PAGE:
"Kenneth MacMillan: Still the Royal Ballet's prince of the pas de deux" by Jessica Duchen, The Independent
"Step-by-step guide to dance: Kenneth MacMillan" by Sanjoy Roy, The Guardian
"The long life of Kenneth MacMillan's Manon" by Louise Levene, Financial Times
Different Drummer by Jann Parry
Kenneth MacMillan : The Man and the Ballets by Edward Thorpe
Four months after Kenneth MacMillan died, his life and work was celebrated in a Memorial Service at Westminster Abbey. The Royal Ballet Sinfonia played music from his ballets, while Anthony Dowell read a tribute written by Dame Ninette de Valois, Founder of The Royal Ballet. Lynn Seymour read Cecil Day Lewis’s poem Pegasus.
A golden bridle came to him in sleep –
A mesh of immortal fire and sensual earth,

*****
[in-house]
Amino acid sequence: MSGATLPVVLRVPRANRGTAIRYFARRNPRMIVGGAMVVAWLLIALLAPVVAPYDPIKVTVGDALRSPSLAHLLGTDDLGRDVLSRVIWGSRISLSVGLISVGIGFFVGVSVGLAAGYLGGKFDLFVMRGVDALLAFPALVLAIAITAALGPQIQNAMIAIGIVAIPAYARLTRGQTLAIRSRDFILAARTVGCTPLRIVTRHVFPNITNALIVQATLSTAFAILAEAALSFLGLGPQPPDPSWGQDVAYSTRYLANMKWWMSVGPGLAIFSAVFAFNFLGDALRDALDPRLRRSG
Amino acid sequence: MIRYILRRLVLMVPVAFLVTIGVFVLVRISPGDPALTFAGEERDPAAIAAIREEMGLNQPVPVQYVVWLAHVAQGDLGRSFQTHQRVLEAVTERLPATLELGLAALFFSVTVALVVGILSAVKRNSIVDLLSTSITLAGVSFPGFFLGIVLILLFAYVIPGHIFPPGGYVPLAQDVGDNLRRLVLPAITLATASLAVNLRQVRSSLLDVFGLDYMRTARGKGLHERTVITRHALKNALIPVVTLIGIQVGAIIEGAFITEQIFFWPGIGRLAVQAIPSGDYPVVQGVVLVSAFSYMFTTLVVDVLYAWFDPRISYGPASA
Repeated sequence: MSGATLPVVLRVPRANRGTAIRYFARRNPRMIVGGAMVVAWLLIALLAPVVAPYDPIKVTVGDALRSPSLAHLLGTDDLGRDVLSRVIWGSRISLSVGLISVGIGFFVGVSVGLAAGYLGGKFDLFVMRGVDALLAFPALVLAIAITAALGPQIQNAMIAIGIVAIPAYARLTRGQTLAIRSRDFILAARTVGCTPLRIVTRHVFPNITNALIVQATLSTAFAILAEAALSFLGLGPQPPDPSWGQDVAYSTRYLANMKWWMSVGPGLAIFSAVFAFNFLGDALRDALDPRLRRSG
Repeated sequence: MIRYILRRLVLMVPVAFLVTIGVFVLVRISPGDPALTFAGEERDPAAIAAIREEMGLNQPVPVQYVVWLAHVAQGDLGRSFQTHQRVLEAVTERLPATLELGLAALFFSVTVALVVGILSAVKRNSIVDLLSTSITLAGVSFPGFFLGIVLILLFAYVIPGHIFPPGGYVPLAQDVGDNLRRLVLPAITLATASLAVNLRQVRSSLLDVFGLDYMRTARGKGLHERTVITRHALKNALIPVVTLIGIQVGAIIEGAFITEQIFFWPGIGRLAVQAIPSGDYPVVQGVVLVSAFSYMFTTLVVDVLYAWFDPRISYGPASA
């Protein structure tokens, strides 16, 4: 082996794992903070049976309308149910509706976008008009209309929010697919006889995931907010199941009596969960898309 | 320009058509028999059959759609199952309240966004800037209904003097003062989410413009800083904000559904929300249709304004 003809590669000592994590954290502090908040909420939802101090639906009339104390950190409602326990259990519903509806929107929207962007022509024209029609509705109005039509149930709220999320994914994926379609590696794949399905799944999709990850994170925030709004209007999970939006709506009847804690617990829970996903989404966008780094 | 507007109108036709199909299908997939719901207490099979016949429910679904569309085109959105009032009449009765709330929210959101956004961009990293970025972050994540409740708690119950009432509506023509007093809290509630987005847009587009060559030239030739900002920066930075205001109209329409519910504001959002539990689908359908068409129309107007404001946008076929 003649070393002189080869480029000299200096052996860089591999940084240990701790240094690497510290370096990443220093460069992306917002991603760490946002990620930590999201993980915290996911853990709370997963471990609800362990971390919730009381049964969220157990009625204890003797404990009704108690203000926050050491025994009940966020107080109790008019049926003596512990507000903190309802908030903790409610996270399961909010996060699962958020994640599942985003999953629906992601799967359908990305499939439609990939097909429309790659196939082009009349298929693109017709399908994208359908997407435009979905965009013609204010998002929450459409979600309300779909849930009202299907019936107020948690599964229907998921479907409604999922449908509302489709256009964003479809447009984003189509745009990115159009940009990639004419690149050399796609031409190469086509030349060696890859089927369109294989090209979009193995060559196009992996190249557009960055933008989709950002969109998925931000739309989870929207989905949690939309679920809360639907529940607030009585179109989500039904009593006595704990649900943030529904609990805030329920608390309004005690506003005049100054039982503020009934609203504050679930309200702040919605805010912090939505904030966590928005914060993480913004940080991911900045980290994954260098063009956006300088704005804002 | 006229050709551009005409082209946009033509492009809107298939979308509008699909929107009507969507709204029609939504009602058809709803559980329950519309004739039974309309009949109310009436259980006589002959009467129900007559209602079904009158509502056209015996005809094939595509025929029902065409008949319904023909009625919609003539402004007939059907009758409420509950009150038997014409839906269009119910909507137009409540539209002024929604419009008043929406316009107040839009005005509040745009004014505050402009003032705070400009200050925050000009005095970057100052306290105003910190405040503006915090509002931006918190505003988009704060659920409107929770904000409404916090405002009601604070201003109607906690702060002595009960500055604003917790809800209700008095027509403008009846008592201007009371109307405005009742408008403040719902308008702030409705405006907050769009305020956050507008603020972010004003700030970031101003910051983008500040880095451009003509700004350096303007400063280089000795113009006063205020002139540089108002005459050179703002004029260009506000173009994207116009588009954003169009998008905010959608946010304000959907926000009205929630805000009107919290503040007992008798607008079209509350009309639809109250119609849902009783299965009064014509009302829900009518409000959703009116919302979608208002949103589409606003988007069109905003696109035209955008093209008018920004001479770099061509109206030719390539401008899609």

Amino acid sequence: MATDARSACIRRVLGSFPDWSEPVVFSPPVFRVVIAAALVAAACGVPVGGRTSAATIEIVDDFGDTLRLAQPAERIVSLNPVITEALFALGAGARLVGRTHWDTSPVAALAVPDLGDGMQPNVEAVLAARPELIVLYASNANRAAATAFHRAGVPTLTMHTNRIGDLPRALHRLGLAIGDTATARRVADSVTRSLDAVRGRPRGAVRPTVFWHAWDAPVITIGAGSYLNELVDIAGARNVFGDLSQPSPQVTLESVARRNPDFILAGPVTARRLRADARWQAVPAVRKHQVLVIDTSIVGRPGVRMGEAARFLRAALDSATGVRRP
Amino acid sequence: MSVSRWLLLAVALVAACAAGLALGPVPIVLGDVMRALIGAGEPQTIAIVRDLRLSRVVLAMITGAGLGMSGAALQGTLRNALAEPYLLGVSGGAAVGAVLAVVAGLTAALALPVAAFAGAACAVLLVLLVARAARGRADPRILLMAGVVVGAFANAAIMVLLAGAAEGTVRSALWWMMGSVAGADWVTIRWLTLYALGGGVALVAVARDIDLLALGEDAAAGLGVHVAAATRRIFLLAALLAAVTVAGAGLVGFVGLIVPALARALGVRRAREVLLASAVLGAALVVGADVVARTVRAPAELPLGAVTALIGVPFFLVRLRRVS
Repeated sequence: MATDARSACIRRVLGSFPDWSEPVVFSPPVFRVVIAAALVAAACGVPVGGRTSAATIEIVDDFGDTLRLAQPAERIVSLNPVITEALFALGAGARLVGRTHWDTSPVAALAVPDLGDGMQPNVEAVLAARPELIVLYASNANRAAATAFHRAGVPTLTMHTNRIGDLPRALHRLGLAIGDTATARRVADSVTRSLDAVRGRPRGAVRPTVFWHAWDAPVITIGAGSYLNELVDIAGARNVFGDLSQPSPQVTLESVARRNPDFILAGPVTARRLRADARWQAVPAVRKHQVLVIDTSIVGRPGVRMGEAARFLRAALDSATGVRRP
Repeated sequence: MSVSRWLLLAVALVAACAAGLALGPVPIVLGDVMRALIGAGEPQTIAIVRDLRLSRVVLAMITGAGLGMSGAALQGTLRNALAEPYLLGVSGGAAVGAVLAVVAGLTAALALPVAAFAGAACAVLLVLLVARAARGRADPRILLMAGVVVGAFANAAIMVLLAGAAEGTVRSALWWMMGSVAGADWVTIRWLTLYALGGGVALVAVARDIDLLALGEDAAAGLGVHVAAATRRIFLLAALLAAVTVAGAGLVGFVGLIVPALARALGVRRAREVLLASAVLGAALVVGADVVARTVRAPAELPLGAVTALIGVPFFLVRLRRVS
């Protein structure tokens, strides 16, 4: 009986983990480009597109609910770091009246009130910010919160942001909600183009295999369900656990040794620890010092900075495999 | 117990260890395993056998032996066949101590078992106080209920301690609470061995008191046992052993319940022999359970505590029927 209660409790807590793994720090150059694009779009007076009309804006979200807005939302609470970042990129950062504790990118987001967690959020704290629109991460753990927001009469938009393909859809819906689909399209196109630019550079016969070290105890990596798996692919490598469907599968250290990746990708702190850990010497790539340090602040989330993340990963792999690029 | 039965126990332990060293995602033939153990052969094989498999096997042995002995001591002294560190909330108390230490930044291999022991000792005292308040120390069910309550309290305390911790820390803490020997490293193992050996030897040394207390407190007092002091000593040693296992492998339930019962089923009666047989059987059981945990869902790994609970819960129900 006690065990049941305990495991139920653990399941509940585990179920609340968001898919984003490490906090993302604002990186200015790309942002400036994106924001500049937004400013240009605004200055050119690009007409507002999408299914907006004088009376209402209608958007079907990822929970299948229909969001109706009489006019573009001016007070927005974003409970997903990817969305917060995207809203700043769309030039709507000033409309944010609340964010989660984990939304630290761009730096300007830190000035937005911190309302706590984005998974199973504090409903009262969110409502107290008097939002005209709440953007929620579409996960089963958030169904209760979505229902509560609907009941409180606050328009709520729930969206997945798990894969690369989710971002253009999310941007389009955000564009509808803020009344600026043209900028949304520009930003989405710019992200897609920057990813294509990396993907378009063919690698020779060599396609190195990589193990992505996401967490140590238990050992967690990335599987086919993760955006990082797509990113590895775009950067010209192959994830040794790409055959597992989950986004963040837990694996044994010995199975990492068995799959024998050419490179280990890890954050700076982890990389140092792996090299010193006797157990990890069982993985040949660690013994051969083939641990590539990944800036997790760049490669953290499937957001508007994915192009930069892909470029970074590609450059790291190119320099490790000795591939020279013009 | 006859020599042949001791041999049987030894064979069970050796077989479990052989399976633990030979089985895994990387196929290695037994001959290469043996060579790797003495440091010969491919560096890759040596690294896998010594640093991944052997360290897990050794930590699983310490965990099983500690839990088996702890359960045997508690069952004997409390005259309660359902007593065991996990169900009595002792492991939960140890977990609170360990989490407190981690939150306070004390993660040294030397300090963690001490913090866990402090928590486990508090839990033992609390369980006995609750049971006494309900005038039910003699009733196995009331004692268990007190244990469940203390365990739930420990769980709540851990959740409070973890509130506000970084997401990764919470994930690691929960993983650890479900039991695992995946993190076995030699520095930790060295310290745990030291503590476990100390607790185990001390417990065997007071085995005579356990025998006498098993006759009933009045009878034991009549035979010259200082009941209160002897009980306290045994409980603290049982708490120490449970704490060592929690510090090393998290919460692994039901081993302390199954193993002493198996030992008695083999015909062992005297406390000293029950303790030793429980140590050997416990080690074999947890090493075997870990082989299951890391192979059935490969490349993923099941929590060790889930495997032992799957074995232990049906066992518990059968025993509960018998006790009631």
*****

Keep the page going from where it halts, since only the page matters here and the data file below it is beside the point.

Pliant as love, compulsive as the sweep
Of light-years, brilliant as truth, perfect as death.
He dreamed a magic bridle, and next day
When he awoke, there to his hand it lay.
Wings furled on printless fee through the dews of morn
Pegasus stepped, in majesty and submission,
Towards him. Mane of tempest, delicate mien,
It was all brides, all thoroughbreds, all pent passion.
Breathing flowers upon him, it arched a superb
Neck to receive the visionary curb.
Pegasus said, ‘The bridle you found
In sleep, you yourself made. Your hard pursuit,
Your game with me upon this hallowed ground
Forged it, your failures tempered it. I am brute
And angel. He alone, who taps the source
Of both, can ride me. Bellerophon I am yours'.
View the service of thanksgiving here